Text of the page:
The report, “Increase in the Price of Food in Latin America and the Caribbean”, available in Spanish, says that growing inequality of income in a region where it is already extremely unequal is the main impact to be expected from the rise in food prices, which endangers the advances made by several countries in the region towards the Millennium Development Goals (MDGs).
Regionwide, average food prices doubled over the year up to July, according to FAO, which reported that while average inflation in the region stood at 6.3 percent in 2007, it had risen to 8.7 percent by July, and to two-digit figures in some countries.
The Economic Commission for Latin America and the Caribbean (ECLAC) reported earlier this year that the current 15 percent increase in food prices in the region would drive up the extreme poverty rate from 12.7 to 15.9 percent of the population.
“We now have a set number of 350 babies, children, adolescents and adults who we provide with breakfast and lunch every day,” says María Rosa Rodríguez at the “Casa del Niño” (Children’s House) soup kitchen run by the Fundación Padre Farinello (Father Farinello Foundation) in Quilmes, a working-class suburb on the south side of Buenos Aires.
“Luckily we receive a lot of donations. Father (Luis) Farinello is very well-known, and we also get financial assistance from the government of the province of Buenos Aires,” she tells IPS. The Catholic priest has worked for years among the soup kitchens catering to the residents of poor neighbourhoods in Buenos Aires.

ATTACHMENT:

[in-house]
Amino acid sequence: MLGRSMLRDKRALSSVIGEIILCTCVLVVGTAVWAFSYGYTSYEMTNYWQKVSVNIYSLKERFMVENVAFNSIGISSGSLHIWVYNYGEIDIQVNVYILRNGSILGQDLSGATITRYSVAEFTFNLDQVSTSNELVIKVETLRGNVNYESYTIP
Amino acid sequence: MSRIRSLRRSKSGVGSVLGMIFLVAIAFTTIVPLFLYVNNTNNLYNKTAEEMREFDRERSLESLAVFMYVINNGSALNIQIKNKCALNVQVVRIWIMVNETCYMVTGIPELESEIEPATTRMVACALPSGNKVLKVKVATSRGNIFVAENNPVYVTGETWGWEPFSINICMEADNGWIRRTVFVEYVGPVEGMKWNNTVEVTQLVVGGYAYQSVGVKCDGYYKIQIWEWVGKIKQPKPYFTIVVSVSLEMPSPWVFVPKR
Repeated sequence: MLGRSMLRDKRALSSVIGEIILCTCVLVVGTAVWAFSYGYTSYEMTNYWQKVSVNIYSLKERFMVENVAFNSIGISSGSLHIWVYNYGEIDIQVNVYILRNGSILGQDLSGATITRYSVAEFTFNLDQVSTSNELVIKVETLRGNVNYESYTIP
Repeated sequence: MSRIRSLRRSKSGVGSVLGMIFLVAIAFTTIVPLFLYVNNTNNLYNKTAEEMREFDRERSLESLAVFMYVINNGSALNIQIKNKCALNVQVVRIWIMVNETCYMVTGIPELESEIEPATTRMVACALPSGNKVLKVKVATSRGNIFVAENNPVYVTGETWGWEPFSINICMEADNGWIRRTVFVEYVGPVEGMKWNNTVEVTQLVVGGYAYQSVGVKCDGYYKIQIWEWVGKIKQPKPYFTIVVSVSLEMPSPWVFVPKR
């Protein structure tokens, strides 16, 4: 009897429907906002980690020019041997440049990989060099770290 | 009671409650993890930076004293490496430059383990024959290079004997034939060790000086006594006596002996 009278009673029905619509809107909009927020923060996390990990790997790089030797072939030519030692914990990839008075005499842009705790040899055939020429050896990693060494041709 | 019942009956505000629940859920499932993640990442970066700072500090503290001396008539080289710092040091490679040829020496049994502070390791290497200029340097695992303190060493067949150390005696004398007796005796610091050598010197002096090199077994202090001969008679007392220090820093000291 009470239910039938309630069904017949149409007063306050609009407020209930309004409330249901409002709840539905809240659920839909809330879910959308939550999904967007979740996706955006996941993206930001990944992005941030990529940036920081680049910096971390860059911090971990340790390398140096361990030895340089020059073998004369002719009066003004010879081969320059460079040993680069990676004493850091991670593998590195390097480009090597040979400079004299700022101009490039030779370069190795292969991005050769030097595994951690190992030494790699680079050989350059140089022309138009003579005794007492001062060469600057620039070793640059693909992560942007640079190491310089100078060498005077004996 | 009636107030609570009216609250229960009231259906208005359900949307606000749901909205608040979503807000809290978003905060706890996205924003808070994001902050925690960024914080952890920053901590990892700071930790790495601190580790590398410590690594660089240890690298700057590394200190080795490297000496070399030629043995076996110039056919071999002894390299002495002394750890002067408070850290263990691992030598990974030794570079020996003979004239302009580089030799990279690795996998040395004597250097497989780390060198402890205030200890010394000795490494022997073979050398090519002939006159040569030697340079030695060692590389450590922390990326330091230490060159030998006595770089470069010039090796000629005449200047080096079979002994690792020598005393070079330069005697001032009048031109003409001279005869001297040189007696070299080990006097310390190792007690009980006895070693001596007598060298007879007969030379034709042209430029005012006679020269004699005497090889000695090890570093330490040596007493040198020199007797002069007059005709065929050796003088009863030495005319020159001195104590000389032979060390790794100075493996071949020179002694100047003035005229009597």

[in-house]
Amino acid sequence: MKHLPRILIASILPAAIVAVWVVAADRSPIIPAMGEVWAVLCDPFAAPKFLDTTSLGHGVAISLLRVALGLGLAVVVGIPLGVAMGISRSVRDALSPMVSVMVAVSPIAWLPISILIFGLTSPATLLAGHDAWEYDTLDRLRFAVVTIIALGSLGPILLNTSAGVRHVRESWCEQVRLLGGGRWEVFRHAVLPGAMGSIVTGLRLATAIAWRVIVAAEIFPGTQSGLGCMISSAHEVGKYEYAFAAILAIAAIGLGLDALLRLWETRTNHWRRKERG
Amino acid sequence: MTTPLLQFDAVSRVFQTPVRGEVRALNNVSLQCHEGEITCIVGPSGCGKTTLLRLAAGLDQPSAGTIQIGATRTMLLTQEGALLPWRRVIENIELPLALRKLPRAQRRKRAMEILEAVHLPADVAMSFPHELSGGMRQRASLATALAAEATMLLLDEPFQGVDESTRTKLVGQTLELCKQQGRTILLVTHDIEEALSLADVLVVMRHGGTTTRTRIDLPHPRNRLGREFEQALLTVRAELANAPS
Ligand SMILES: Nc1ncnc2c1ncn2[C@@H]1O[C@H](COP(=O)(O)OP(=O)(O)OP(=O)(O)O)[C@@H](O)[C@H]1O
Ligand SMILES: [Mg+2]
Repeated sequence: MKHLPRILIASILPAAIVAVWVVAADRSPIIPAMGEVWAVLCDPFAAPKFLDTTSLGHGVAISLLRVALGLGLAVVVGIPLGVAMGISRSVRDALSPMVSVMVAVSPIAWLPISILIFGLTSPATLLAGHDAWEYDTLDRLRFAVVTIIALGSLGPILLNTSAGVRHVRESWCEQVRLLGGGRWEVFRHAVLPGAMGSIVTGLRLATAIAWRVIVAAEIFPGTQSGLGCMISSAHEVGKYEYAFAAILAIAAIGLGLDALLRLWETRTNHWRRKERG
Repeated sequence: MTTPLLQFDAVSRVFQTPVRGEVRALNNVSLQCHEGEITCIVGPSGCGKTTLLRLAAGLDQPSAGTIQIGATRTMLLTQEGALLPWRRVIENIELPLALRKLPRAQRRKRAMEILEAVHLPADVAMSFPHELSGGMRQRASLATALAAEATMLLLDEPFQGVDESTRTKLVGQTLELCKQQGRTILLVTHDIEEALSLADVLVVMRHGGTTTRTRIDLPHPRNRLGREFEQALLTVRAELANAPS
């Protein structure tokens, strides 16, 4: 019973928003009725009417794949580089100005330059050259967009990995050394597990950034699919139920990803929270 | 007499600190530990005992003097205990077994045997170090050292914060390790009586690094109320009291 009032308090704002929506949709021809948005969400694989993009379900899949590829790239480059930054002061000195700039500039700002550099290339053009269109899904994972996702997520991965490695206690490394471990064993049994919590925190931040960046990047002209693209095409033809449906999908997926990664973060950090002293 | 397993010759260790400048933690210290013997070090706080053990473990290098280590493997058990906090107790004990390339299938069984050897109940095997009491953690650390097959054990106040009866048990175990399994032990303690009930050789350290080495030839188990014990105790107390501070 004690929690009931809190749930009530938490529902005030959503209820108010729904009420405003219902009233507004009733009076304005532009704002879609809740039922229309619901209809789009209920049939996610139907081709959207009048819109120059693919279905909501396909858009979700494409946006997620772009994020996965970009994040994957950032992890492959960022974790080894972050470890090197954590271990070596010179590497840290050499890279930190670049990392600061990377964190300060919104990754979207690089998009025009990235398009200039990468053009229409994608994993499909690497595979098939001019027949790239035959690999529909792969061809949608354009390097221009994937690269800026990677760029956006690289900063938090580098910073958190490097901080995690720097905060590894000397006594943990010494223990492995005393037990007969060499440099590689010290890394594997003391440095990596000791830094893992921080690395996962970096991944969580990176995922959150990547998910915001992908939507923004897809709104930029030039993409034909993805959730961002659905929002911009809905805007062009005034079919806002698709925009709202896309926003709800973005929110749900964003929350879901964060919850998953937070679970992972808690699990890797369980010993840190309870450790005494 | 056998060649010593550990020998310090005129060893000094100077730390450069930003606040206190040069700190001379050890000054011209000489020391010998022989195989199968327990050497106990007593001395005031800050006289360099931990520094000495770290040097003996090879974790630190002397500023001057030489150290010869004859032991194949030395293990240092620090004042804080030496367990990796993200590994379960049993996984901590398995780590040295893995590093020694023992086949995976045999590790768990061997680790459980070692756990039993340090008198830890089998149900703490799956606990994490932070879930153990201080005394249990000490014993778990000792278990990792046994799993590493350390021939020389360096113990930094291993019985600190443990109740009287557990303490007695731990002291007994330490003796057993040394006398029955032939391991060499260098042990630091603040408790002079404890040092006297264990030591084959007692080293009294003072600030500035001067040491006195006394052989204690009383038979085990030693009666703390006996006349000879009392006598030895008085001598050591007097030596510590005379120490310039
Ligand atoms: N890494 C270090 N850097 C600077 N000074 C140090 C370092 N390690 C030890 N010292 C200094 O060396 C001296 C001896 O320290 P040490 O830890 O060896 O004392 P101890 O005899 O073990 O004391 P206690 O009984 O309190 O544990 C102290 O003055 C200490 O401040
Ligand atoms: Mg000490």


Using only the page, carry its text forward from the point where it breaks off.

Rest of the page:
However, the assistance does not help the poorest families improve their living conditions, says Rodríguez. “I’ve been working here for years, and what I see is that the neediest people are unable to change their lives.”
“There are many women and men who barely have the strength to look for a job, and if they do find one, they are paid so little that they are unable to improve their lot in life,” she says.
Rodríguez says the soup kitchen where she works has enough food to serve everyone who shows up for lunch, but that she doesn’t know what they do for dinner. “Maybe they don’t eat dinner. I have noticed that the children are eating their breakfast more eagerly than ever. Many ask for two cups of milk and more bread,” she says.
The activist, who is in charge of educational aspects at the child care centre linked to the soup kitchen, expresses her concern at another sign that needs are increasing: Children are getting involved in informal garbage picking at earlier and earlier ages. Instead of starting at age 12, as in the past, “kids are going out with the carts at 10, and permanently drop out of school,” she says.
Needs have also become more pressing in other parts of the country. The Asociación de Comedores Comunitarios de Corrientes, which groups soup kitchens in Corrientes, one of the country’s poorest provinces, warned last month that the number of people coming in for meals had gone up 30 percent since April, and called for more donations and government aid.